“Personalized” Radio is Industry’s Next Hurdle

Let’s place a bet. You’re the bookmaker. What odds will you give me that at least one terrestrial radio station will start airing a positioning statement similar to “10X.3 – Personalized Rock Radio, your way”?
Continuing with our little game, let’s say that you, still as the bookmaker, just found out there’s a new internet radio service that allows a listener to “enter an artist in the search window to create a station based on music from that artist and from similar artists.” This service is Wi-Fi based and portable (like an iPod). And it’s just another in a growing list of internet radio stations that “personalize” playlists. Are you going to give me the same odds against the forementioned bet? This is just a guess, but after the trend to tell listeners a station was on “shuffle” so soon after iPod released its “Shuffle,” I’d say look for the “personalized” references from terrestrial radio sooner rather than later. Slacker has been introduced, and its “personalize” feature is the “shuffle” for 2007. Personalized radio is the latest internet radio industry buzzword. The concept goes much deeper than can be explained here, but it boils down to listeners telling a station what type of music they want. Over a short time, the listener narrows down what’s played for them to songs they believe are all hot tunes.
Slacker is the latest in personalized internet radio. Last FM is out there along with Pandora and a few others. The list is growing, and folks are tuning in because it gives “control” to the user. About Slacker, it does do a few extra neat tricks such as getting internet radio stations away from the computer – via a Wi-Fi refreshed portable unit that fits in your pocket. Now that personalized radio is becoming portable, look for these internet radio stations to start gaining audience, quickly, especially with youth. Read about Slacker through this link. Then start thinking how it’s nearly a sure bet that we’ll be hearing broadcast stations start making some reference to personlizing the station or listening experience. So, here’s the bet now. What are the odds that in the next few years the perception that a playlist tailored to your taste will be the main reason a person chooses a station? My thoughts, pretty good. And, getting back to our earlier bet about broadcast radio, any takers that we’ll start hearing personalized references on terrestrial radio within two months?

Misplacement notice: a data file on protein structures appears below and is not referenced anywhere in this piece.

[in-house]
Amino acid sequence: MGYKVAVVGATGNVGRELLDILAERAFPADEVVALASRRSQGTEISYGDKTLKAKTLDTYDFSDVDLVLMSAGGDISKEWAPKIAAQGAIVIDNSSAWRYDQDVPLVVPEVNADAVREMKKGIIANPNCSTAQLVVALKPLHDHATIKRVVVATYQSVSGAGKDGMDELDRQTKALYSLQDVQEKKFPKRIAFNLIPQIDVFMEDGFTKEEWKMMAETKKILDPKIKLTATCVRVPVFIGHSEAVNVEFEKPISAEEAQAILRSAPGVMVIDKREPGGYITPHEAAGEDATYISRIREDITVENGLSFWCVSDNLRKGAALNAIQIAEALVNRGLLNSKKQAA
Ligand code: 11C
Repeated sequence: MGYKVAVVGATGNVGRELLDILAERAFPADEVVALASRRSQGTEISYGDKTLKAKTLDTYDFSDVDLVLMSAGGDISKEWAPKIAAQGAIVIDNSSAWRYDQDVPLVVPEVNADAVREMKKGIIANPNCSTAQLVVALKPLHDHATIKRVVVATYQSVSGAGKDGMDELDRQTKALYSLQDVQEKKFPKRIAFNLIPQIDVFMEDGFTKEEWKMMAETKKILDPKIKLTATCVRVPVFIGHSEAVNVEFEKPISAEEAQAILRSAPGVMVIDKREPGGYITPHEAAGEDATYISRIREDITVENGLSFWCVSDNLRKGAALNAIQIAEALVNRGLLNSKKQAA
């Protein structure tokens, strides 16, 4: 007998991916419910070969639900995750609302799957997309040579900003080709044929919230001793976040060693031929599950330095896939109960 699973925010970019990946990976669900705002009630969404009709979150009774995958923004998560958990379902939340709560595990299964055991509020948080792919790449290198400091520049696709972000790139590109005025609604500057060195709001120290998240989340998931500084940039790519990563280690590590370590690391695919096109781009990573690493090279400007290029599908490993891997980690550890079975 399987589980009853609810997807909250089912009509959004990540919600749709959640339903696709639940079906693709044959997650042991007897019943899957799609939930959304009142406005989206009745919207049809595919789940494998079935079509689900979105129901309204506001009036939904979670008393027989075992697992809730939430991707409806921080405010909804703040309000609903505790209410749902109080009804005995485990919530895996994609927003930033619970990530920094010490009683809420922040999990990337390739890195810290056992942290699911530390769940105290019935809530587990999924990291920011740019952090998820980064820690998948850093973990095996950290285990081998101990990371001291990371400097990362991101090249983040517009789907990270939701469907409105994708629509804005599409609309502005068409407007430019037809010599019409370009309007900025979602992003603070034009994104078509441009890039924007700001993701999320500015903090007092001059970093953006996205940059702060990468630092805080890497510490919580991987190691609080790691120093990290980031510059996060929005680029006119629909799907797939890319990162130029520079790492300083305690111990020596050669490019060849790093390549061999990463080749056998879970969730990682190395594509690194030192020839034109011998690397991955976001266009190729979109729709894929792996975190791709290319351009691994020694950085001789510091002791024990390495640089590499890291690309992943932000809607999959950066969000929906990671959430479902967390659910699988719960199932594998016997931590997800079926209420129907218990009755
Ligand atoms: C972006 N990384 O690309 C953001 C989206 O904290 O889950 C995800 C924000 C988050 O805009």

Direttamente riferibile alla questione dei contenuti personalizzati c’è questo altro commento di Audiographics sulle recenti polemiche a proposito delle tariffe che i detentori di copyright vorrebbero far pagare alle radio su Internet per la diffusione dei brani. Secondo Audiographics il discorso andrebbe esteso a quella che su Internet e nel mondo digitale è la materia più preziosa di tutte: la notorietà. La cosa che può spingere verso un artista poco conosciuto la folla dei consumatori multimediali. Anche ipotizzando di guadagnare il giusto, è la notorietà, la reputazione che può farti ricco col tempo. Secondo Audiographics a questo punto diventa opinabile (una questione da uovo e gallina) stabilire chi sta facendo un favore a chi. La radio che trasmettendo un brano poco conosciuto crea notorietà per l’autore? L’autore che riempiendo i palinsesti delle radio con buona musica attira nuove revenues pubblicitarie? La casa discografica che trae vantaggio dalla stessa notorietà generata da una Internet radio che paga la stessa casa discografica per poter diffondere i brani? Hmm. Uovo o gallina mi pare che qui ci sia sempre qualcuno che ci guadagna due volte… E non è quello che suona la chitarra o apre il Web stream. L’altro giorno ho seguito la diretta (Web) di Corriere.it con quell’angelo in terra di Giovanni Allevi. Alla domanda, che ne pensi della pirateria?, il pianista ha raccontato di un suo fan che gli ha scritto una mail per confessargli di aver scaricato un suo disco da una rete P2P e di essere rimasto talmente colpito dalla sua musica da decidere di “fare ammenda”. «Ha comprato tutti i miei dischi per regalarli agli amici, non si è più perso un concerto. Se la pirateria è questa, viva la pirateria.» Non si chiama pirateria, è una macchina che produce reputazione. Piaccia o non piaccia è il concetto di disco, di casa discografica a essere saltato per aria. Come sistema per distribuire la musica, il disco ha funzionato bene per cento anni, ora non funziona più. Ma sono solo cavoli di chi i dischi si ostina a produrli, o che si ostina a vendere le registrazioni digitali come se fossero i cilindri di cera di Edison. La musica, i musicisti, gli ascoltatori, le stazioni radio, analogiche, digitali, via satellite, via Internet, i podcaster, lo hanno capito da un pezzo. Le case discografiche e le associazioni a tutela dei diritti d’autore (che somigliano ogni giorno di più a inutili e costosissimi partiti politici) no. Più presto si abitueranno meno duro sarà il risveglio.